One year net survival for unknown or missing stage is 63%, while one year survival for unstageable cancer is 58%. Lack of staging information may in some cases reflect advanced stage at diagnosis as very unwell patients may not undergo staging tests if the invasiveness of the testing outweighs the potential benefit of obtaining stage information. Incomplete staging assessment may also be associated with socio-demographic and clinical characteristics of the patient [2]. Stage completeness for bowel cancer was 89% in 2013-2017 [1].

For patients diagnosed at Stage 4, one-year net survival is significantly higher for males than for females, with an absolute survival difference of 5 percentage points. One-year net survival is also higher for males at Stage 3 (difference of 2 percentage points). It is higher for women at Stage 1 and similar between the sexes at Stage 2.

Bowel cancer one-year net survival by stage, with incidence by stage (all data: adults diagnosed 2013-2017, followed up to 2018)

Five-year net survival by stage

Five-year net survival for bowel cancer shows a much larger difference in survival between Stages 1 and 4. In males, five-year net survival ranges from 91% at Stage 1 to 10% at Stage 4.[1] In females, five-year net survival ranges from 93% at Stage 1 to 10% at Stage 4. There are no significant differences in five-year survival between males and females at any stage.[1]

Bowel cancer five-year net survival by stage, with incidence by stage (all data: adults diagnosed 2013-2017, followed up to 2018)

References

  1. Office for National Statistics, Cancer survival by stage at diagnosis for England, 2019.
  2. Di Girolamo C, Walters S, Benitez Majano S et al. Characteristics of patients with missing information on stage: a population-based study of patients diagnosed with colon, lung or breast cancer in England in 2013. BMC Cancer 2018;18(1).

About this data

Data is for: England, 2013 - 2017, ICD-10 C18 to C20.

Survival statistics give an overall picture of survival but the survival time experienced by an individual patient may be much higher or lower, depending on specific patient and tumour characteristics.

Last reviewed:

There is also an advantage of between 5% and 9% in five-year relative survival for the most affluent patients compared with the most deprived groups.[1]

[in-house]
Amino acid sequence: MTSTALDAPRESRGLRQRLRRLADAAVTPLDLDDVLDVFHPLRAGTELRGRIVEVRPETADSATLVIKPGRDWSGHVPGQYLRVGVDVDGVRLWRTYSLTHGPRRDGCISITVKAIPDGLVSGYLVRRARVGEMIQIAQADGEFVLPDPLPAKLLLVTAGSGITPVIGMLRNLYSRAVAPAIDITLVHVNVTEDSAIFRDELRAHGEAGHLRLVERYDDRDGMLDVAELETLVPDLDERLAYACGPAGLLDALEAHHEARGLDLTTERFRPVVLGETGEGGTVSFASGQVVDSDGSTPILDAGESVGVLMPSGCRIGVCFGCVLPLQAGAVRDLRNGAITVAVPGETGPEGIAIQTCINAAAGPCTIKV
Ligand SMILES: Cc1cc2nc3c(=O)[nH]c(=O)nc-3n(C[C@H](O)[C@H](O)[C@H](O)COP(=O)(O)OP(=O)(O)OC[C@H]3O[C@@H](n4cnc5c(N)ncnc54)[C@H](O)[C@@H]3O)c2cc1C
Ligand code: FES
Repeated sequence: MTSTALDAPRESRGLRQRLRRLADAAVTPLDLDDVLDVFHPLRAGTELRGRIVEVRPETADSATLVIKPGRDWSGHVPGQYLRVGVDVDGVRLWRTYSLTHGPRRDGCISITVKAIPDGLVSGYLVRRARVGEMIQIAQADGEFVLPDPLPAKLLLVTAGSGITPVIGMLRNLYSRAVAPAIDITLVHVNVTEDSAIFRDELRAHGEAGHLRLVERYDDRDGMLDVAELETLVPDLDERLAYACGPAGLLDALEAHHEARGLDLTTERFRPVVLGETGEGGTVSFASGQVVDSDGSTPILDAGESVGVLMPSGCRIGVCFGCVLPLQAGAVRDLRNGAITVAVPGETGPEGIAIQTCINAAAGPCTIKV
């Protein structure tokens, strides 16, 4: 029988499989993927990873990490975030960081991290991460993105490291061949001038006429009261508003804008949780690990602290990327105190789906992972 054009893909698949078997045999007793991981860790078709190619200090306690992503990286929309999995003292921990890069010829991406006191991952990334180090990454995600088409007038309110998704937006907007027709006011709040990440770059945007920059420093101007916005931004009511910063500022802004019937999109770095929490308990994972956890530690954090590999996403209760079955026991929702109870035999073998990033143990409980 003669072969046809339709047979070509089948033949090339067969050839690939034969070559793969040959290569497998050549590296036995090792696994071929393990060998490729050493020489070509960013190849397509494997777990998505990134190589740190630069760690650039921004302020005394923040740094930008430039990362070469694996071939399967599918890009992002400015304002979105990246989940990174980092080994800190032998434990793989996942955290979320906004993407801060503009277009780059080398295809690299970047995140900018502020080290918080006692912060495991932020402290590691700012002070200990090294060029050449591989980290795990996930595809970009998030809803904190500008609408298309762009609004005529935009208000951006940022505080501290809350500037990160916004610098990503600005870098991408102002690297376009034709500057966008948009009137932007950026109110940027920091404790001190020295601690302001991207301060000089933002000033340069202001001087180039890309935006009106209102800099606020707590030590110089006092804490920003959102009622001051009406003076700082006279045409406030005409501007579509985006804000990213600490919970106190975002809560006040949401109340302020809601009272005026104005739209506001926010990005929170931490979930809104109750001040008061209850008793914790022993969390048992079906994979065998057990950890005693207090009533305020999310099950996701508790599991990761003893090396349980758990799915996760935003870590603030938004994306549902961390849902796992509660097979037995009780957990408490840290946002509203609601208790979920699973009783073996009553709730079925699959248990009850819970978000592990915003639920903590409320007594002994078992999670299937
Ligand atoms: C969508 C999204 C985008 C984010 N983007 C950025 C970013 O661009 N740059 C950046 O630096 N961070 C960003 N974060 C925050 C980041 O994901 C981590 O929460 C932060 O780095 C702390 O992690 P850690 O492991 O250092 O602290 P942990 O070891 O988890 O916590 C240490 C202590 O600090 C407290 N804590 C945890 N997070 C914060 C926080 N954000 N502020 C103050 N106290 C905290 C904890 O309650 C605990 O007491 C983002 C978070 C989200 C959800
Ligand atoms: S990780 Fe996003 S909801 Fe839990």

Last reviewed:

Colon cancer survival in the UK compared to Europe

Five-year relative survival for colon cancer in men in England (51%) is below the average for Europe (56%). Wales (50%) and Scotland (54%) are also below the European average but Northern Ireland (53%) is similar to the European average.[1] Across the European countries for which data is available, five-year relative survival in men ranges from 43% (Latvia) to 61% (Germany).[1]

Five-year relative survival for colon cancer in women in England (52%) is below the average for Europe (56%). Wales (50%) and Scotland (54%) are also below the European average but Northern Ireland (55%) is similar to the European average.[1] Across the European countries for which data is available, five-year relative survival in women ranges from 43% (Latvia) to 65% (Iceland).[1]

Colon Cancer (C18), Age-Standardised Five-Year Relative Survival, Adults (Aged 15+), European Countries, 2000-2007

Data consists of both observed and predicted 5-year relative survival. Where sufficient follow-up was not available for recently diagnosed patients the period approach was used to predict 5-year cohort survival.

Possible explanations for persistent international differences in survival include differences in cancer biology, use of diagnostic tests and screening, stage at diagnosis, access to high-quality care, and data collection practices.[1]

Rectal cancer survival in the UK compared to Europe

Five-year relative survival for rectal cancer in men in England (53%) is below the average for Europe (55%). Wales (49%) is also below the European average but Scotland (53%) and Northern Ireland (52%) are similar to the European average.[1] Across the European countries for which data is available, five-year relative survival in men ranges from 37% (Latvia) to 78% (Iceland).[1]

Five-year relative survival for rectal cancer in women in England (56%) is below the average for Europe (58%). Wales (57%), Scotland (56%) and Northern Ireland (58%) are similar to the European average.[1] Across the European countries for which data is available, five-year relative survival in women ranges from 36% (Latvia) to 67% (Iceland).[1]

Rectal Cancer (C19, C20, C21), Age-Standardised Five-Year Relative Survival, Adults (Aged 15+), European Countries, 2000-2007

Data consists of both observed and predicted 5-year relative survival. Where sufficient follow-up was not available for recently diagnosed patients the period approach was used to predict 5-year cohort survival.

Possible explanations for persistent international differences in survival include differences in cancer biology, use of diagnostic tests and screening, stage at diagnosis, access to high-quality care, and data collection practices.[1]

References

  1. De Angelis R, Sant M, Coleman MP, et al. Cancer survival in Europe 1999-2007 by country and age: results of EUROCARE-5 - a population-based study. Lancet Oncol 2014;15:23-34

About this data

Data is for: 29 European countries, patients diagnosed in 2000-2007 and followed up to 2008, colon and rectal cancer (International Classification of Diseases for Oncology [ICD-O-3] C19, C20, C21).

Last reviewed:

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Acknowledgements

We are grateful to the many organisations across the UK which collect, analyse, and share the data which we use, and to the patients and public who consent for their data to be used. Find out more about the sources which are essential for our statistics.